Tyson Fury: Road To Redemption – Zac Frankham
Fighter of the year. Comeback of the year. Fight of the year. Round of the year. UK vs USA. Boxer vs puncher. The Bronze Bomber vs The Gypsy King. Wilder vs Fury.
These were the titles attributed to the fight that took place in the early hours of Sunday morning, a battle of two giants, the lineal heavyweight title and WBC title on the line and two men with a point to prove. Both men unbeaten. Both men champions. Both men professionals for 10 years. Both men proclaimed in their youths to be the future of boxing. One man a knockout artist who has never had the recognition he feels he deserves and fights for a better life for his disabled daughter; and the other a man fighting for a cause greater than himself, to prove to all people suffering with mental illness that you can pick yourself up, you can fight back, and you can win.
After many well documented issues outside of the ring following his capturing of many iterations of the world heavyweight boxing title in 2015 from the then perceived indomitable Wladimir Klitschko, Tyson Fury, and the rest of the boxing world believed his life of boxing was over. And following two years of depression, obesity, alcoholism, drug addiction and near suicide, the critics were very nearly right. Late in 2017, after taking his Ferrari to speeds of 170 mph with the intentions of having it ‘crumple like a coke can with him inside’, Fury picked himself up off the canvas within the ring of his mind, and beat his own demons to take back control of his own life again.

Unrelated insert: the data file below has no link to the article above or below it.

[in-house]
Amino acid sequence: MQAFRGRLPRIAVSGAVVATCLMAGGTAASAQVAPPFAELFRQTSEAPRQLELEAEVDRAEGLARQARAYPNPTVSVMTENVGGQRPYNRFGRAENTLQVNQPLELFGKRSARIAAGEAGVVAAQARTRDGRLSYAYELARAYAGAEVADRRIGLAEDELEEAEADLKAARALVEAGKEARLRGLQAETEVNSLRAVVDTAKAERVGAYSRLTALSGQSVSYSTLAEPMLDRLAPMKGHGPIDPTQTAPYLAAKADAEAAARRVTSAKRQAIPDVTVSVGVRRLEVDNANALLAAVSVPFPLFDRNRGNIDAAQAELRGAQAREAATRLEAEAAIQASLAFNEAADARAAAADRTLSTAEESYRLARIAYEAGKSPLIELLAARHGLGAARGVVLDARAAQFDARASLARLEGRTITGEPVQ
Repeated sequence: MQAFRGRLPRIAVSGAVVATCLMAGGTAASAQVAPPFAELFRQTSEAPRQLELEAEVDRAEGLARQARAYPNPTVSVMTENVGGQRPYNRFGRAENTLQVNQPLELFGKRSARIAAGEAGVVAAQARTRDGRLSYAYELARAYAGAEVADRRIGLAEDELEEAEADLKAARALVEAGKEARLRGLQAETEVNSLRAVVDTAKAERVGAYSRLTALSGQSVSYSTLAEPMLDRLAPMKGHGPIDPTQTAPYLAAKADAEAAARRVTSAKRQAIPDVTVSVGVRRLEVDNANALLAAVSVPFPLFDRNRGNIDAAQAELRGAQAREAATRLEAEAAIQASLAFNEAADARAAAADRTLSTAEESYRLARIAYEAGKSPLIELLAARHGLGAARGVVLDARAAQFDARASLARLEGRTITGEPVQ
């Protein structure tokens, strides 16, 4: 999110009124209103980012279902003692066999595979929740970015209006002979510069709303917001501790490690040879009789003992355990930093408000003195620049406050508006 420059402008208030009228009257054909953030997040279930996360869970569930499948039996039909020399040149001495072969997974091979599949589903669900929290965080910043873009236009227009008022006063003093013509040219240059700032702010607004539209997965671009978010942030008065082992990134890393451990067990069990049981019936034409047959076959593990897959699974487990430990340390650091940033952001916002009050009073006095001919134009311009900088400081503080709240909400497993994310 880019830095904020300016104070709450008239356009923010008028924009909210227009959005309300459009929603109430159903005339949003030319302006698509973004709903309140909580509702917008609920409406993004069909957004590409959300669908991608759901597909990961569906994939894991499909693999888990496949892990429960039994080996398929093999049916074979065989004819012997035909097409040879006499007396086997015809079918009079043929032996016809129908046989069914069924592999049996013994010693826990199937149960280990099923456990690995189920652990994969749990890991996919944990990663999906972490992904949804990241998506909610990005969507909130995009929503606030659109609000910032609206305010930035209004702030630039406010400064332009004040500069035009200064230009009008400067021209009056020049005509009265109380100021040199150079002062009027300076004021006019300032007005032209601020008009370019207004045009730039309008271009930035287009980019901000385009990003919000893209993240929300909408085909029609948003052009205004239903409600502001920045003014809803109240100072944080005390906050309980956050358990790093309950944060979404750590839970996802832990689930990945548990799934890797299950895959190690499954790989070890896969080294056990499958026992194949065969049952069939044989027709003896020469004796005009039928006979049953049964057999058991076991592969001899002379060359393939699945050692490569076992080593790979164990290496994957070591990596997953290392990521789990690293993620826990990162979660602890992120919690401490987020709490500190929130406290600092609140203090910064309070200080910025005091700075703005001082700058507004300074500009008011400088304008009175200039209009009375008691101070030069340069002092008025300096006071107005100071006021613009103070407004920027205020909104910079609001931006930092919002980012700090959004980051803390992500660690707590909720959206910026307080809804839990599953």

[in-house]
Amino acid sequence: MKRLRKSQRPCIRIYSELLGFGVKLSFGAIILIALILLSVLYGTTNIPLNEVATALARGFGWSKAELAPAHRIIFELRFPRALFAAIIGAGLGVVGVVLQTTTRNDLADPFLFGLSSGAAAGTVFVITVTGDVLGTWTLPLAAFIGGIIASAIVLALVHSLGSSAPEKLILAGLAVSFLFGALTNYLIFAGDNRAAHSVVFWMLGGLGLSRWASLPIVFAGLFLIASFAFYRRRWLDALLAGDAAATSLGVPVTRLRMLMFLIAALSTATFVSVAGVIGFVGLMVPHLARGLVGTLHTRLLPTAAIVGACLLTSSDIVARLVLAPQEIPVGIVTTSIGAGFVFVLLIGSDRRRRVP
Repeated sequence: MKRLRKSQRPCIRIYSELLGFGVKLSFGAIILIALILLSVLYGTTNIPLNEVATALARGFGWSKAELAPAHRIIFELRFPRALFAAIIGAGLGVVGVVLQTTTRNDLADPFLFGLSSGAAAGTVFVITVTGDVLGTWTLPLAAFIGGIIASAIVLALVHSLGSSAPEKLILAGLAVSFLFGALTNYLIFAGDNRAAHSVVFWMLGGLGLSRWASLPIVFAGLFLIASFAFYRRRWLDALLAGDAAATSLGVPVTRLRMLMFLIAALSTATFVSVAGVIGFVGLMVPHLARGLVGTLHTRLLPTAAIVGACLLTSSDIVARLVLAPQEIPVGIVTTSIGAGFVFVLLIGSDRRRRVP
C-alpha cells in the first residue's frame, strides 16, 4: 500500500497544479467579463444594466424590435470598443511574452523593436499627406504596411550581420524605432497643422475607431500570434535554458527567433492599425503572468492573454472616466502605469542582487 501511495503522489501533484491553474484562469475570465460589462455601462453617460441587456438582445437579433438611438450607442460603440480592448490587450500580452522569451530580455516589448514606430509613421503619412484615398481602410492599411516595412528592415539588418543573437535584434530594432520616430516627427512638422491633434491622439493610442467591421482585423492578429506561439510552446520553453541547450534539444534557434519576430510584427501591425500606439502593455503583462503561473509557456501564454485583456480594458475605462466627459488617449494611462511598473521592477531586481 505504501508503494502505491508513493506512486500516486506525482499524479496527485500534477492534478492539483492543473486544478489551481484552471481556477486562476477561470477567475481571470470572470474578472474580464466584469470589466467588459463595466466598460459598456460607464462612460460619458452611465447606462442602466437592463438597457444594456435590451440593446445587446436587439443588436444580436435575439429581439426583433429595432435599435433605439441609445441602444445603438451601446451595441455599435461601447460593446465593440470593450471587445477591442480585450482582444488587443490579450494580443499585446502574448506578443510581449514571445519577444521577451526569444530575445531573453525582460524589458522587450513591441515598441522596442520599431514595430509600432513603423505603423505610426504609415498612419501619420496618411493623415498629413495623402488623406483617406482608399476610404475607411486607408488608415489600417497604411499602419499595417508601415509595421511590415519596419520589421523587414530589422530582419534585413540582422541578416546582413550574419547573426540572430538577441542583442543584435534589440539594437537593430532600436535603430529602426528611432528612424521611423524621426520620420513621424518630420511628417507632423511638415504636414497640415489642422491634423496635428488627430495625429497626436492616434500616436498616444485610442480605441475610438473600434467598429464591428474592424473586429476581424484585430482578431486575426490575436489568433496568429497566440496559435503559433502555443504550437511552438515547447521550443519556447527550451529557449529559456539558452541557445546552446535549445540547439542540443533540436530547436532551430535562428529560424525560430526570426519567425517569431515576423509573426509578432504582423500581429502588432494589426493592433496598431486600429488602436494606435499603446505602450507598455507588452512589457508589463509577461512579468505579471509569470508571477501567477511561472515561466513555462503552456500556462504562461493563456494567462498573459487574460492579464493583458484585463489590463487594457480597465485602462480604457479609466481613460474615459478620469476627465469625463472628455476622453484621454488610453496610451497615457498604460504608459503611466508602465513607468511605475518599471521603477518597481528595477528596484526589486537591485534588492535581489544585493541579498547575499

So that’s exactly what he did, he trained once more for the first time in two years, initially with the goal of losing 60 of the 180kg that made up his 6’9” frame at the time, but with the ultimate goal of regaining his titles once more. Nothing was to be the same this time around, he was no longer that man that had fallen into despair, that man was a thing of the past. But a new man was to require a new team; leading to the addition of the British boxing legend, Ricky ‘The Hitman’ Hatton to Fury’s corner, legendary trainer Freddie Roach and the then unknown and 25 year old Ben Davison as his trainer and the mastermind behind the comeback.